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Automation of a Biodiesel Processor from Waste Vegetable Oil Using Programmable Logic Controller

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2012 ASEE Annual Conference & Exposition


San Antonio, Texas

Publication Date

June 10, 2012

Start Date

June 10, 2012

End Date

June 13, 2012



Conference Session

Projects in Alternative Energy

Tagged Division

Energy Conversion and Conservation

Page Count


Page Numbers

25.248.1 - 25.248.10

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Paper Authors


Ahmed H. ElSawy Tennessee Technological University

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Dr. Ahmed ElSawy joined Tennessee Technological University (TTU) as a professor and Chairperson, Department of Manufacturing and Industrial Technology, in July 1, 1999. He holds B.Sc., M.Sc., and Ph.D. degrees in mechanical engineering with an emphasis on materials processing and manufacturing engineering. Prior joining TTU, ElSawy held several industrial and academic positions in the USA and abroad. ElSawy teaching and research interests are in the areas of material processing, metallurgy, and manufacturing systems. ElSawy received approx. $2 million of state, federal, and industrial grants in support of his laboratory development and research activities. He advised several masters and doctoral students who are holding academic and industrial positions in the USA, Germany and Taiwan. ElSawy has numerous publications in national and international conferences and refereed journals.

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George M. Graham P.E. Tennessee Technological University

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George Graham is the Director of the Wacker Institute and Department Head of Chemical, Manufacturing, and Industrial & Systems Engineering Technology at Chattanooga State Community College. He was previously an Assistant Professor in the Department of Manufacturing and Industrial Technology at Tennessee Technological University. Prior to his academic appointment, he held Director, Manager, engineering, and research positions in automotive manufacturing and construction industries. He is a member of the American Society of Mechanical Engineers, American Society for Engineering Education, and the Association of Technology, Management, and Applied Engineering. He teaches courses in manufacturing, welding, controls, and automation.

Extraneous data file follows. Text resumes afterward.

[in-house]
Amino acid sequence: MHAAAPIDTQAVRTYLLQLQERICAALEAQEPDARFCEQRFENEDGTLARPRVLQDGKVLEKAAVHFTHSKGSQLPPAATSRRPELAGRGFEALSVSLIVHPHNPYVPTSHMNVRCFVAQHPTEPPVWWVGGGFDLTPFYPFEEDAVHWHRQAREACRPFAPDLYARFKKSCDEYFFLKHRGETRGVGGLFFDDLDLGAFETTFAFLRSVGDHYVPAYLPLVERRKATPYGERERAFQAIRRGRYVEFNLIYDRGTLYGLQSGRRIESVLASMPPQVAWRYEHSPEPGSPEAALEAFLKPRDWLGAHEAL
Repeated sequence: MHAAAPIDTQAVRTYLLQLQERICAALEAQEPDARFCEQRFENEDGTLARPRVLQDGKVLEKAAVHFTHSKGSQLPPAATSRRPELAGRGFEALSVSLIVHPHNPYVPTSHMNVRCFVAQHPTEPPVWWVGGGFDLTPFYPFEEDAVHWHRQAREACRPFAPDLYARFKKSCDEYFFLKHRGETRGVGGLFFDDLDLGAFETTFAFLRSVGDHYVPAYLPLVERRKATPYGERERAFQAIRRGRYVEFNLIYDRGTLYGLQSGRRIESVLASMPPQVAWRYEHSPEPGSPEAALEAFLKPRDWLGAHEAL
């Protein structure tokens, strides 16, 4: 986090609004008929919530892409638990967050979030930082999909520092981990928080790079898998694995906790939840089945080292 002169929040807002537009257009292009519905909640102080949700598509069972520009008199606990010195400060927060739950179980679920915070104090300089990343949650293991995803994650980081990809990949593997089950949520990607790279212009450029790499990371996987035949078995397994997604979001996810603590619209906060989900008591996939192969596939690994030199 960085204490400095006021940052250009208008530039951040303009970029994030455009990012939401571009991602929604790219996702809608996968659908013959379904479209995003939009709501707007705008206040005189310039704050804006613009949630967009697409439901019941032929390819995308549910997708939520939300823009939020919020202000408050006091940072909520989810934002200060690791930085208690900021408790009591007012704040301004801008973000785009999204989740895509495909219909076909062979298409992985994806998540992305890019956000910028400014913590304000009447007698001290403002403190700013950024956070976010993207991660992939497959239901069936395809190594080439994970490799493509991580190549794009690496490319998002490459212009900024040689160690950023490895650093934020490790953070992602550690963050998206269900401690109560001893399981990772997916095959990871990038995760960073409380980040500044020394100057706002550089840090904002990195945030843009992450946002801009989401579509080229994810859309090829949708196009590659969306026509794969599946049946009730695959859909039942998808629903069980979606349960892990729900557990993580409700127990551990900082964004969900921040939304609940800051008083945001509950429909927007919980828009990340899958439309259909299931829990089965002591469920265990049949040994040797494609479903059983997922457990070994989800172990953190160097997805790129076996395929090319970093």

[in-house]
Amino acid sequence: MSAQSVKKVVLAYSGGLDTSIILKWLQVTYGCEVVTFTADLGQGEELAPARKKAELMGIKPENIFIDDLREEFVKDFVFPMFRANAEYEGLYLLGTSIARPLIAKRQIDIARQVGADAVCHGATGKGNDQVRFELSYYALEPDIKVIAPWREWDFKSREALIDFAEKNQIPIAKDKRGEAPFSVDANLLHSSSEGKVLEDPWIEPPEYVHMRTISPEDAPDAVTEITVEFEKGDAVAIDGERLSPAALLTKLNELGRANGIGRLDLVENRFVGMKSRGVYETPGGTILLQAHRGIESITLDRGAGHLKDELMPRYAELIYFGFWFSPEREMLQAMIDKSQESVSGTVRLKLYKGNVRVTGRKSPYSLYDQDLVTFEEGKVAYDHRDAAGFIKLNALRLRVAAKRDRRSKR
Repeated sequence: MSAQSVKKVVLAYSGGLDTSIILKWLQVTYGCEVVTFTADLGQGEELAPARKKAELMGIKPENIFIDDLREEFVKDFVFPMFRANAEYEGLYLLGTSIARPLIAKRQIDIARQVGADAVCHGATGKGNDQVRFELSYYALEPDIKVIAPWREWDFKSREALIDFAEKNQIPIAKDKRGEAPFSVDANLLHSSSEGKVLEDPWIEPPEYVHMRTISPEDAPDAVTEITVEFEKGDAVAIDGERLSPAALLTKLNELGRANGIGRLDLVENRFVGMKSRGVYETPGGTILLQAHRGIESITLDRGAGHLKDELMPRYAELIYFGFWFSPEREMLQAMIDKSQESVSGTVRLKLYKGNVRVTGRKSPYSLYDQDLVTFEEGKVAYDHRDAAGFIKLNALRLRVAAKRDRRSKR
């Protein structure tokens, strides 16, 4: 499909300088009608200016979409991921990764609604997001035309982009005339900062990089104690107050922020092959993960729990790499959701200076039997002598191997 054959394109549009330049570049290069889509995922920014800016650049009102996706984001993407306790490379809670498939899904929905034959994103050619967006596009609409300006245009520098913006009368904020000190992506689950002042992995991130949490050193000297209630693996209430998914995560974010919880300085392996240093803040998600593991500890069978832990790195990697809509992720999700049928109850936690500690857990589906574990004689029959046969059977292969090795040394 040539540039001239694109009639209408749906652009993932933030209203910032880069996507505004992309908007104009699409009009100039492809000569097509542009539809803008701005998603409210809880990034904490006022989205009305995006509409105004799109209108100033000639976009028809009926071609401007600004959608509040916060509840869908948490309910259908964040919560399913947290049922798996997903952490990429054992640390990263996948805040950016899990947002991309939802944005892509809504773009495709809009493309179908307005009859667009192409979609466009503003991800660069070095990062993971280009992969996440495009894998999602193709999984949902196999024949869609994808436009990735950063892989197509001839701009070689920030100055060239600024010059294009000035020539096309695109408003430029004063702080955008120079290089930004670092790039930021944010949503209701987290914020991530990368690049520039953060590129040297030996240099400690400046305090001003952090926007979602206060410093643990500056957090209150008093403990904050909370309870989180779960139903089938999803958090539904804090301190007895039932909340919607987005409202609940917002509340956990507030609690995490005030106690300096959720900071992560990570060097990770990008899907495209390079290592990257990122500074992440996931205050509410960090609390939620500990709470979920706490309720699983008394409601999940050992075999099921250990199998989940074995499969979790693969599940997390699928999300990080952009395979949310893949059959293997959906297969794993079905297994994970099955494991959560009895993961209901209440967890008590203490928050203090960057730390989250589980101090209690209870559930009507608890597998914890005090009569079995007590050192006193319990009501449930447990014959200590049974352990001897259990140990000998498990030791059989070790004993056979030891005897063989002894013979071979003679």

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There is a strong need in the USA to decrease dependency on fossil fuels and implementsustainable energy policy. Many efforts are underway to power vehicles and equipment withalternative energy sources. One alternative fuel that has gained much popularity in the past fewyears is biodiesel. Biodiesel can be produced using virgin vegetable oil or waste vegetable oil(WVO) as the raw material. WVO is readily available and typically inexpensive; however theprocess to convert WVO into usable biodiesel is time consuming, requires a human operator torun the system, and necessitates a human perform a chemical titration for each batch produced.Due to these requirements, a typical biodiesel processor requires much user interaction which isnot eliminated by existing “automated” systems.In a two-semester sequence, two groups of senior design students engaged in the design,production, and testing of an automated biodiesel processor. The source of the WVO for thisproject is the university’s cafeteria and two other nearby locations. By converting this WVO tofuel for power generation, the overall waste generated from campus is reduced improvingenvironmental impact. The output of the process is certifiable biodiesel.The process to convert WVO into biodiesel first involves filtering solid contaminants from thecooking process out of the WVO liquid as well as residual moisture in the WVO is reduced. Atthis stage the WVO is ready for chemical conversion to biodiesel. WVO is basically atriglyceride. A lipid transesterification process is used to convert these triglycerides intomultiple fatty acid methyl esters (FAME). The process uses sodium hydroxide (lye) as a catalystand methanol (99%+ purity) as the primary reactant. Methanol is used because it is lessexpensive than other higher molecular weight alcohols (such as ethanol) and because the reactionis of higher quality. The major drawback of using methanol is that the resulting biodiesel has ahigher gelling temperature (cold filter plugging point) than that produced with ethanol. In thesoutheast, however, this is not a major issue. Glycerol is a byproduct generated from excess freefatty acids and is drained off after settling. The goal of the reaction, in essence, is thereplacement of the glycerin in the WVO with an alcohol group. After purification, glycerol isused in pharmaceuticals which may be an outlet for this byproduct.The processor designed and built by the students utilizes a programmable logic controller (PLC)in conjunction with pumps, valves, temperature sensors, etc., to completely handle theproduction of biodiesel with minimum user interaction. The system eliminates the need for thetitration process, circulates the fluid thorough the system, and presents the user with biodieselmeeting ASTM standards upon completion of a full cycle. This paper demonstrates the processused to automate biodiesel production and how the chemical titration procedure for each batch iseliminated.

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